Pressing Times for Pac-10 Basketball


Pressing Times for Pac-10 Basketball


The talent drain began two years ago and the Pac-10 is still in recovery mode.

After sending six teams to the NCAA tournament for three straight years, the league was nearly invisible last March with only two schools represented - its fewest since 1988.

And regaining its status as one of the nation's elite conferences this season seems doubtful.

The cause of the Pac-10's lingering woes? The NBA draft. In 2008 and '09, the league produced 13 first-round picks and eight lottery selections - more than any other conference. Fourteen of those players had eligibility remaining.

Among the underclassmen who bailed early were Kevin Love and Russell Westbrook of UCLA, Brook and Robin Lopez of Stanford, O.J. Mayo and DeMar DeRozan of USC, James Harden and Jeff Pendergraph of Arizona State, and Arizona's Jerryd Bayless.

Those departures combined with a lack of blue chip recruits plunged the Pac-10 into mediocrity.

The league had a team in the final AP Top 25 rankings every year since 1986 until last season. It flopped during nonconference play, going 2-12 against ranked opponents with several ugly losses. None of the teams finished the season ranked among the top 20 in the RPI, either.

"Last year our league was much better than how we were perceived, but because of the lack of wins in the nonconference and maybe a lack of scheduling (tough games) in the nonconference, we took a beating as a group of teams that didn't get it done," second-year USC coach Kevin O'Neill said.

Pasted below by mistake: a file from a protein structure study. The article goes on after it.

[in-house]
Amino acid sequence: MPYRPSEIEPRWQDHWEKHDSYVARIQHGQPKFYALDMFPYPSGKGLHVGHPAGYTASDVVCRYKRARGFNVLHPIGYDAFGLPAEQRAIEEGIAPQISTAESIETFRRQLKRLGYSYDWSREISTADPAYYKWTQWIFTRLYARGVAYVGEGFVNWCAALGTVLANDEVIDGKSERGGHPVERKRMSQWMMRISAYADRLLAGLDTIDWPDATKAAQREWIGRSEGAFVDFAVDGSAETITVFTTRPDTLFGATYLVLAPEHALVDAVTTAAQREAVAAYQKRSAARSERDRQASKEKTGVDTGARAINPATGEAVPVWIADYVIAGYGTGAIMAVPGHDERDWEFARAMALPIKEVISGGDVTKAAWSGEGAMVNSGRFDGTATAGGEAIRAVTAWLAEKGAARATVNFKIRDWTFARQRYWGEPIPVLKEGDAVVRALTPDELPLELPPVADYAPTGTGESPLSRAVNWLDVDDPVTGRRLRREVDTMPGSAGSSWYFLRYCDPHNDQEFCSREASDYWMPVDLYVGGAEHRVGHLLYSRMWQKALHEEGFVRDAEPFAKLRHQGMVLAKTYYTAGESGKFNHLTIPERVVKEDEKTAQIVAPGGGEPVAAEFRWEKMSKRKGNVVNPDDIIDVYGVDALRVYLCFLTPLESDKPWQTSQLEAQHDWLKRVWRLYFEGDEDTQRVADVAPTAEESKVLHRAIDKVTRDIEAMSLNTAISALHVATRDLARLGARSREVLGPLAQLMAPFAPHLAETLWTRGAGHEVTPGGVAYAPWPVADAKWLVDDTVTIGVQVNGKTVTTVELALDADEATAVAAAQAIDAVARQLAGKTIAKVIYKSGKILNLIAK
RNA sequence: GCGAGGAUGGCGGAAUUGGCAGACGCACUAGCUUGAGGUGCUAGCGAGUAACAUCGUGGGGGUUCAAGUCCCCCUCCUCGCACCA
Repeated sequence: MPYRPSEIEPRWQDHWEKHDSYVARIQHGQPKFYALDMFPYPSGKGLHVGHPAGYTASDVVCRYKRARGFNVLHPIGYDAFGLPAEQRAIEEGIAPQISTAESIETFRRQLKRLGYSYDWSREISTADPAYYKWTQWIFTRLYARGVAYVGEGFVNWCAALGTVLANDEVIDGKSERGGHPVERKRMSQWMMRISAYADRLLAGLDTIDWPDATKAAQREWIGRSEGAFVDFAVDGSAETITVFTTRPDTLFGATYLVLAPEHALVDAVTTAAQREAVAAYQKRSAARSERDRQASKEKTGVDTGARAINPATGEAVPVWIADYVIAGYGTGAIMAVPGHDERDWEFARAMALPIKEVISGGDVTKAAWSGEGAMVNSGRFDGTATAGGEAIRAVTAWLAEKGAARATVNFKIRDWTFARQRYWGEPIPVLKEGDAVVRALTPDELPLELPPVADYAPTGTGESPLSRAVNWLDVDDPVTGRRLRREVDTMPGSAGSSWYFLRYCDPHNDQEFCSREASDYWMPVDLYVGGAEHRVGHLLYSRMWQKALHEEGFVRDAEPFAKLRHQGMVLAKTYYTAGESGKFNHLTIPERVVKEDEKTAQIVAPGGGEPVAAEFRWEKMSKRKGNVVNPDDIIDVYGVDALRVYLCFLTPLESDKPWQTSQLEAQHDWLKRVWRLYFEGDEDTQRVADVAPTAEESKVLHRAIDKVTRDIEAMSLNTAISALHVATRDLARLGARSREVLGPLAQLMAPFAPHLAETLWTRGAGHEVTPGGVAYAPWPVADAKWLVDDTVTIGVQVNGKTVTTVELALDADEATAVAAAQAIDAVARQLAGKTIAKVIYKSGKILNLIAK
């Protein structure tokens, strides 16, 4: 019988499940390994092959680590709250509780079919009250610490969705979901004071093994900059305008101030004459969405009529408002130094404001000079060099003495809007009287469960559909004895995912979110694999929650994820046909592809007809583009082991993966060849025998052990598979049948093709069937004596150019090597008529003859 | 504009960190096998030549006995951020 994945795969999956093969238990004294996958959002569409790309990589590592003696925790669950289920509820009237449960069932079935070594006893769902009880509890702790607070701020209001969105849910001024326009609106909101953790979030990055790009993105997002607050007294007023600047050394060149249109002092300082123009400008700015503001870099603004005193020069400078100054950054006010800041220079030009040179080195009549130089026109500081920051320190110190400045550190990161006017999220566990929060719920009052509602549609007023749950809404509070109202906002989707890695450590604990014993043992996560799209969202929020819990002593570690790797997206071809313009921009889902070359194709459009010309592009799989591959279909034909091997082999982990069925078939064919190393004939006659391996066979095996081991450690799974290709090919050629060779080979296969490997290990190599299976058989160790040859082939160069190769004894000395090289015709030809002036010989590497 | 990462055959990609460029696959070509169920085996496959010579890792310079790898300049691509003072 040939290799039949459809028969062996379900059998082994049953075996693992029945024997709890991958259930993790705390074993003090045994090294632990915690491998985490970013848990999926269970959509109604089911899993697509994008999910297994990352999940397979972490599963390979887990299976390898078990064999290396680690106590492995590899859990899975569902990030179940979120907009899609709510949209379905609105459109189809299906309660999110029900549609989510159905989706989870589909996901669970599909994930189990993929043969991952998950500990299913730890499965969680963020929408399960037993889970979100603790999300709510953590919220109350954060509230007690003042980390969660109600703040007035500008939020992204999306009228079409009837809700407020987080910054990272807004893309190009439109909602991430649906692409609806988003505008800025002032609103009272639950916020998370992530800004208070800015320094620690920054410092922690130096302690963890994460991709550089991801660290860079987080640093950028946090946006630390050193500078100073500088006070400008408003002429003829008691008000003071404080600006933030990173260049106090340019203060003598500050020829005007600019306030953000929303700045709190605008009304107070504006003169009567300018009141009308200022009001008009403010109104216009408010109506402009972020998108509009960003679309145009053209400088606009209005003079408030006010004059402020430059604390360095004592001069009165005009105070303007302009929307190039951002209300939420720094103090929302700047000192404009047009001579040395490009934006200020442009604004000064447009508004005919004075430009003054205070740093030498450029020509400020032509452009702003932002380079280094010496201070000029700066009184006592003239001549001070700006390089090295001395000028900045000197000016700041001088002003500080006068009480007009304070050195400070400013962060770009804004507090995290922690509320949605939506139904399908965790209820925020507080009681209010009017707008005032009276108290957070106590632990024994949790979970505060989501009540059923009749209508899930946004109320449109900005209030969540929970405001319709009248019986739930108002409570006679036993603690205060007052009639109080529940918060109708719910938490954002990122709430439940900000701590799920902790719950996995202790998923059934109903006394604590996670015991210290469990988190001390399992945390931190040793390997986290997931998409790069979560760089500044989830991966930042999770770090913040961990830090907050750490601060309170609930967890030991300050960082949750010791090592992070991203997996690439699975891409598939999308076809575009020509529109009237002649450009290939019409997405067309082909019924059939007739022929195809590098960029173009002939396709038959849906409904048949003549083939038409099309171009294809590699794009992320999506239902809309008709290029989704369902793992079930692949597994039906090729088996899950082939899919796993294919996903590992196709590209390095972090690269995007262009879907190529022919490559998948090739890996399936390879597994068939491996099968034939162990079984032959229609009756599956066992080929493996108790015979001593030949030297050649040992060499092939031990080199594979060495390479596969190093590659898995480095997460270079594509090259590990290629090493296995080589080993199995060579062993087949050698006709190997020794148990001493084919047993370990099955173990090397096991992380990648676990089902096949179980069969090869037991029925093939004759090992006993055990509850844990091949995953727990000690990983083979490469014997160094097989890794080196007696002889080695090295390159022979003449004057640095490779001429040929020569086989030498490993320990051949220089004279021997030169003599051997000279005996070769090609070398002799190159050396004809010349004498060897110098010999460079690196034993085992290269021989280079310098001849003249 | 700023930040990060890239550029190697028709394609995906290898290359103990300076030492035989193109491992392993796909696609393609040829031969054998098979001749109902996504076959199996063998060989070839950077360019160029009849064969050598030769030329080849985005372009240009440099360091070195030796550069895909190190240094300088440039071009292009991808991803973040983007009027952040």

The Pac-10 will try to notch some notable wins this season, with such Top 25 teams as No. 1 Duke, Kansas State, Kansas, Gonzaga, Missouri, Baylor, Butler, Tennessee and BYU among its nonconference opponents.

O'Neill believes beating ranked teams early will improve the Pac-10's national standing.

"Your reputation will be shaped by what you do there because once you get into conference you just play each other," he said.

Only Washington is ranked in AP's Top 25 preseason poll at No. 18, although UCLA and Arizona were among others receiving votes.

The Huskies made it to the final 16 of the NCAA tournament. They return four starters and are picked to win the league title this season. After that, it's a scramble, with the Arizona schools and UCLA in contention.

The bulk of Pac-10 rosters are filled by West Coast players, and O'Neill pointed out the high school talent level dipped the last two years. Fewer players from the East Coast venture west, "so it's important for us to get the best players in our area," he said.

O'Neill should know. Most of the Trojans' recruiting class bailed out before the start of last season after the school imposed its own sanctions on the basketball program in the wake of NCAA violations involving Mayo.

Once a school lands good players, Cal coach Mike Montgomery said, "You've got to keep them. All the one-and-done kids hurt respective programs when they left early."

The talent drop-off was so steep that only two Pac-10 players were drafted in June. And no underclassmen declared for the draft, which means more veterans are around to play this season, even if their ability doesn't match that of their predecessors.

"It's like a program that loses five seniors," Washington coach Lorenzo Romar said. "You've got freshmen coming in and they've got to grow. Once they grow, start to develop, you're back in business again."